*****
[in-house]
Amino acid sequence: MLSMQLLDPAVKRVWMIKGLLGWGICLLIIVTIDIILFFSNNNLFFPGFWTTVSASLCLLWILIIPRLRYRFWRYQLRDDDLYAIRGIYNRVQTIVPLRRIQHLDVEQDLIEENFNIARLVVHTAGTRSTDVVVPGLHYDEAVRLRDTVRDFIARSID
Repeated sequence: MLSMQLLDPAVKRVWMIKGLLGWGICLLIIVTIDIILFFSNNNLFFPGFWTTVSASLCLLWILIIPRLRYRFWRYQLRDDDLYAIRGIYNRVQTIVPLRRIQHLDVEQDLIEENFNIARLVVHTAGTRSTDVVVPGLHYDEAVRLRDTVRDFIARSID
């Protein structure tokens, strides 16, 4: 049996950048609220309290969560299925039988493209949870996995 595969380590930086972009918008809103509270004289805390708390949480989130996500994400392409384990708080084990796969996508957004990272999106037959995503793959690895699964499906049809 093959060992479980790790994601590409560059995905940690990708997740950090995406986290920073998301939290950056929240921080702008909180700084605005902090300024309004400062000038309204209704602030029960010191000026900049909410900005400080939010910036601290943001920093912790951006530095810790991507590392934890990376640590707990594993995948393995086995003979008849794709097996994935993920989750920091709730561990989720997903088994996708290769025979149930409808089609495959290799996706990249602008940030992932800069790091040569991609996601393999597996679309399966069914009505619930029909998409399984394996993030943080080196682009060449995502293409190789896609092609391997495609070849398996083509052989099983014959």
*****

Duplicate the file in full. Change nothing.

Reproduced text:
[in-house]
Amino acid sequence: MLSMQLLDPAVKRVWMIKGLLGWGICLLIIVTIDIILFFSNNNLFFPGFWTTVSASLCLLWILIIPRLRYRFWRYQLRDDDLYAIRGIYNRVQTIVPLRRIQHLDVEQDLIEENFNIARLVVHTAGTRSTDVVVPGLHYDEAVRLRDTVRDFIARSID
Repeated sequence: MLSMQLLDPAVKRVWMIKGLLGWGICLLIIVTIDIILFFSNNNLFFPGFWTTVSASLCLLWILIIPRLRYRFWRYQLRDDDLYAIRGIYNRVQTIVPLRRIQHLDVEQDLIEENFNIARLVVHTAGTRSTDVVVPGLHYDEAVRLRDTVRDFIARSID
């Protein structure tokens, strides 16, 4: 049996950048609220309290969560299925039988493209949870996995 595969380590930086972009918008809103509270004289805390708390949480989130996500994400392409384990708080084990796969996508957004990272999106037959995503793959690895699964499906049809 093959060992479980790790994601590409560059995905940690990708997740950090995406986290920073998301939290950056929240921080702008909180700084605005902090300024309004400062000038309204209704602030029960010191000026900049909410900005400080939010910036601290943001920093912790951006530095810790991507590392934890990376640590707990594993995948393995086995003979008849794709097996994935993920989750920091709730561990989720997903088994996708290769025979149930409808089609495959290799996706990249602008940030992932800069790091040569991609996601393999597996679309399966069914009505619930029909998409399984394996993030943080080196682009060449995502293409190789896609092609391997495609070849398996083509052989099983014959």